3. Yes I agree. I have no idea what he’s talking about. When I was growing up people made holy noises about Christmas being about Jesus, but it never actually was in action. It was about presents, and decorating the house, and chopping down a tree to put in our living room, and being together, and eating good food. I don’t think we even put a seasonal Jesus cross anywhere in the house.

  4. I am going to go out on a limb and say something that probably won’t be popular. Putting up these atheist displays to compete with religious (and non-religious) holiday displays is wrong.

    The holiday displays are about cultural celebration. Municipalities have the right and duty to celebrate culture. The atheist displays are largely designed to mock that culture. That is not appropriate and it is not incumbent on municipalities to promote such mockery.

    Now, I do believe that we have to oppose religious favoritism and perhaps that would include elimination of holiday decorations with religious meaning. Perhaps we should be fighting to have Christmas eliminated as a government holiday. Perhaps these atheist displays are a means to that end. But, I believe communities have every right to reject them as mocking culture rather than celebrating it.

    If we as atheists want our own message, we should fight for a national atheism week and for displays celebrating atheism. To limit our message to one of we don’t believe in your holiday is to define ourselves as non-stamp collectors.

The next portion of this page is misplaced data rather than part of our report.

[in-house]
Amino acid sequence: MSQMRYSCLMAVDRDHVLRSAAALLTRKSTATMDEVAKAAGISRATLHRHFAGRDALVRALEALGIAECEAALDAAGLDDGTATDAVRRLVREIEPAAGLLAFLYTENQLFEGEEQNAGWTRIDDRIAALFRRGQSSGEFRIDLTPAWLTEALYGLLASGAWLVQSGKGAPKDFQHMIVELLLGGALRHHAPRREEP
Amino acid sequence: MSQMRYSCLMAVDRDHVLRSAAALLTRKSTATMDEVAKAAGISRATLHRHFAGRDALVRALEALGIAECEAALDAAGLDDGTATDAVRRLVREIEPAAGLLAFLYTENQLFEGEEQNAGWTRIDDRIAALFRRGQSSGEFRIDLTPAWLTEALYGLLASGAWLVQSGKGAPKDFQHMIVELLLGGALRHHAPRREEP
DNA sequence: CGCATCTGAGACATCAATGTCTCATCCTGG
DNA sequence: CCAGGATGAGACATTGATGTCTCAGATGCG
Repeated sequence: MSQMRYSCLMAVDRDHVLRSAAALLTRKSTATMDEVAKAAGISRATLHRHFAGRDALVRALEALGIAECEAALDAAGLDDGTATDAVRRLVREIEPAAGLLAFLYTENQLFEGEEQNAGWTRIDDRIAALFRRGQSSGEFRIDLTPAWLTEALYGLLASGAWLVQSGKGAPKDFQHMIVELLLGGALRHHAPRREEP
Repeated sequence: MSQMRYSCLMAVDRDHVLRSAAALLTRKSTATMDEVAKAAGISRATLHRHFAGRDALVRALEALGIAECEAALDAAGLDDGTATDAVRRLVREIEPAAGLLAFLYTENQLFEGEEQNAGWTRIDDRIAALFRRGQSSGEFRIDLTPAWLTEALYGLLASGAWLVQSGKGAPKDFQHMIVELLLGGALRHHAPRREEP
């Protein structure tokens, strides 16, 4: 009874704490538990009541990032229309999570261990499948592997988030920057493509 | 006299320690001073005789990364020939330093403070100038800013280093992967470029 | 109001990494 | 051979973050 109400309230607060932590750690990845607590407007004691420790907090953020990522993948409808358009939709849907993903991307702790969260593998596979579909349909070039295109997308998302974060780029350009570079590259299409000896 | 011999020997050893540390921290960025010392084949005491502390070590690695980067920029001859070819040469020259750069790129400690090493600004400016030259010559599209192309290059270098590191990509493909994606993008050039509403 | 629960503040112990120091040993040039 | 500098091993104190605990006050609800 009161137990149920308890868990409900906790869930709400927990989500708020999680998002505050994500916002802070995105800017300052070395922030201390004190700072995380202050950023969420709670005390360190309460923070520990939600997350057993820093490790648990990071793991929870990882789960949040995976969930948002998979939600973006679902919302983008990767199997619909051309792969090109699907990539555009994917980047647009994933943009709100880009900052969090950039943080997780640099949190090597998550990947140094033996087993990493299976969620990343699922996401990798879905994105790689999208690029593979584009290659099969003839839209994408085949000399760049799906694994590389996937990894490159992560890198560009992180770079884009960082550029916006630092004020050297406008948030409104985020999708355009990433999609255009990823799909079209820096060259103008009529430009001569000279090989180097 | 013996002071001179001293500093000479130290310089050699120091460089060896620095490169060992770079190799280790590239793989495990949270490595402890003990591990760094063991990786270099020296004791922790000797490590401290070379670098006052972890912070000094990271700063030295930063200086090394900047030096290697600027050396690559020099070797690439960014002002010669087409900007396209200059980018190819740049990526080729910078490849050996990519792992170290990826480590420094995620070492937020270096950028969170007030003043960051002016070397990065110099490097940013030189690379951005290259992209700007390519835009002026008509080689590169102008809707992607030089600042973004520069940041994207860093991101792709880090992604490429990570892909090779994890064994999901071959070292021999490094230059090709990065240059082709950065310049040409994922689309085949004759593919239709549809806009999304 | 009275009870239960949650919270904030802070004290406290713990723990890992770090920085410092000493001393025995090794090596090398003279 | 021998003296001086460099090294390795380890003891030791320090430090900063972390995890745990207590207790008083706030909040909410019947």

5. BKSea

    Municipalities are required to remain religiously neutral; our courts have decided that a baby Jesus display is not neutral and may not be displayed without offering other religious viewpoints. The FSM is part of our culture too; it represents another viewpoint– a humorous one at that.

    What is wrong with a secular “cultural display” of candy canes and snow man and lights and Santa? Why not keep baby Jesus on churches and private properties where such displays actually belong? Why the desperation to make it look as if the government is endorsing Christianity?

    I think Christian entitlement has gone too far in our country. Those with other viewpoints demanding a piece of the pie may be the only way to get Christians to be as private with their viewpoints as they want others with conflicting viewpoints to be. If they don’t want to share space with the FSM then they need to put their baby Jesi on church grounds. Problem solved! Peace on earth– good will to all humans.

    Besides, you have to admit– the gnome makes a nice touch. I have a feeling children will like this sort of display all most as much as they like a Santa display.

  6. BKsea, it’s high time all Christians realized they don’t own ‘culture’ and its celebration. It is important they realize their (current) status as majority doesn’t grant them special rights. Especially when it comes to celebration done in the name of government of any level.

    The FSM started as a mockery of using religion as a substitute for science, but it has become a symbol many atheists use as a marker. Seeing the FSM as part of a holiday display tells me I am not alone, I am part of the community and I don’t have to pretend I am something I am not in order to belong. That’s why FSM holiday displays are a good thing.

  7. “What is wrong with a secular “cultural display” of candy canes and snow man and lights and Santa?”
    As a devout believer in a self-canonized faith based around candy canes, snow men, lights, and Santa, I take offense at the dismissal of my deeply-held beliefs as “secular”